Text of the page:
|15 May 2018||12:00pm - 2:00pm||Seminar room SG1, Alison Richard Building|
John O'Neill (Manchester)
James Vause (UNEP-WCMC)
Bhaskar Vira (Cambridge)
How should economics be used to inform the solutions to some of our most pressing global challenges like climate change? Some scholars argue that environmental problems are first and foremost ethical problems. Others argue that the scale of environmental problems (global and inter-generational) is much too large for the tools used by economists. Nonetheless, the economy is intimately connected to environmental degradation and economics as a discipline is widely used to design solutions.
Economics is and has always been a contested discipline. In light of this, how should it be used to best inform environmental governance? Can economics provide objective inputs into the environmental debate? If so, what do such inputs look like? How does economics shape our understanding of environmental problems and of possible solutions? This panel will discuss these and other questions relating to the use of economics in environmental governance.
John O’Neill is professor of Political Economy at the University of Manchester. John's research lies in political economy and philosophy, philosophy and environmental policy, political theory, ethics, and the philosophy of science. He has been involved in a number of UK and European projects on environmental policy.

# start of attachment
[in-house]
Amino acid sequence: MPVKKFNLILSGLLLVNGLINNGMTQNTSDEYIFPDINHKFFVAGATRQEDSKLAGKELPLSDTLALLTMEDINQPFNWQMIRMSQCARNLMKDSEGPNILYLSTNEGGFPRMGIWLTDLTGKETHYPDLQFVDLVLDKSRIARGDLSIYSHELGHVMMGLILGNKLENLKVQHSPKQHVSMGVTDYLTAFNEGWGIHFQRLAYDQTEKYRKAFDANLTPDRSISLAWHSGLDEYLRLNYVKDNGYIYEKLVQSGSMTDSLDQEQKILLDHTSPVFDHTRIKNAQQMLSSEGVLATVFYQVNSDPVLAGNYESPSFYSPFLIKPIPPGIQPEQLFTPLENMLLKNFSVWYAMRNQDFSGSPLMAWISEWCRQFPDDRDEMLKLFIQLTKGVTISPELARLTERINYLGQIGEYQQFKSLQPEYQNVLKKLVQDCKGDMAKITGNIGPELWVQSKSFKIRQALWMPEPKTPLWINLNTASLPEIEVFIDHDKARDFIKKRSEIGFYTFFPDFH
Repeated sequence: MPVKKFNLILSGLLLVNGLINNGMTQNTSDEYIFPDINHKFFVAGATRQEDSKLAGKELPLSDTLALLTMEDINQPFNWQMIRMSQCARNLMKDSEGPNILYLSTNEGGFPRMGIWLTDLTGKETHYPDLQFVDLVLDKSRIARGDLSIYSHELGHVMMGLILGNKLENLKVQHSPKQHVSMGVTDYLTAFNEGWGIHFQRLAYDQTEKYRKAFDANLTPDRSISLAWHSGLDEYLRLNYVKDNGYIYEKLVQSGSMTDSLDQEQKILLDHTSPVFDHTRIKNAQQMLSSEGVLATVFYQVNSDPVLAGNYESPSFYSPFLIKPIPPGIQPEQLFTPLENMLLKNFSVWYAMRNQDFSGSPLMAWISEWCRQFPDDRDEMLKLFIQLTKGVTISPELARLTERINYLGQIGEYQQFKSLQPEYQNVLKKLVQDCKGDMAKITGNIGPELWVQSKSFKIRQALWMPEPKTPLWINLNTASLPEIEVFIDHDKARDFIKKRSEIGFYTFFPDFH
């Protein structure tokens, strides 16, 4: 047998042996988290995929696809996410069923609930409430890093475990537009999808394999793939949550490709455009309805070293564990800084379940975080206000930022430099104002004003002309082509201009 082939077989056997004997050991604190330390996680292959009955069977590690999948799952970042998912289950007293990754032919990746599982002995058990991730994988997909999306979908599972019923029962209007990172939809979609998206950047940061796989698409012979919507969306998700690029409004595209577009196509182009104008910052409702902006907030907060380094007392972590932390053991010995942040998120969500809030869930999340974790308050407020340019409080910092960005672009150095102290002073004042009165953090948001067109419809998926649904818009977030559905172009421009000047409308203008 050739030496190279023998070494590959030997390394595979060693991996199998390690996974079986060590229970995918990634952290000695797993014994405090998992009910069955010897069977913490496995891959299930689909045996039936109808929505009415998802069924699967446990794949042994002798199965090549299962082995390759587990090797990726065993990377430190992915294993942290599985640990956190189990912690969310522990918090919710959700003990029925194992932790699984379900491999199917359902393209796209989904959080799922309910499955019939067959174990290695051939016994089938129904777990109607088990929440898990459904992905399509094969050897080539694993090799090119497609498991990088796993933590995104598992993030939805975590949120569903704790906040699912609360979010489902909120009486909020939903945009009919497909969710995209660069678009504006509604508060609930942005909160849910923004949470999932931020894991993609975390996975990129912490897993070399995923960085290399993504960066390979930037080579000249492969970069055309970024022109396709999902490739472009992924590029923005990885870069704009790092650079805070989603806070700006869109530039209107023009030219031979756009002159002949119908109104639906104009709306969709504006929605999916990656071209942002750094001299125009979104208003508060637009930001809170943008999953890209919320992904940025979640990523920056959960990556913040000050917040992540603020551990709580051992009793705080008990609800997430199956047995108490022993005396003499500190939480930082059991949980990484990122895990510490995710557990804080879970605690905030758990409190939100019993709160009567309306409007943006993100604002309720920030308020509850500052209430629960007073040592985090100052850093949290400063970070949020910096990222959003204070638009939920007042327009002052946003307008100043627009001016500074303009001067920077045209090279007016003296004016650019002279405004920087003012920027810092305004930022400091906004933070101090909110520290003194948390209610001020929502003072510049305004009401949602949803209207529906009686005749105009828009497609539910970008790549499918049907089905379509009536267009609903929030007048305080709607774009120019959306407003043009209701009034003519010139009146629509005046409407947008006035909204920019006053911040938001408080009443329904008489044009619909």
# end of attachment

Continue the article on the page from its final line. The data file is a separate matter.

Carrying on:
James Vause is the lead economist at the UN Environment World Conservation Monitoring Centre (WCWC). Previously, James worked in the UK Government Economics Service and he has many years of experience applying environmental economics to a range of policy areas.
Bhaskar Vira is professor of Political Economy at Cambridge and director of the University of Cambridge Conservation Research Institute. Trained as an economist, Bhaskar’s research is concerned with the often-hidden costs of environmental and developmental processes, and the need for scholarship to draw attention to the distributional consequences of public
Open to all. No registration required
Part of The Politics of Economics Research Group Seminar Series
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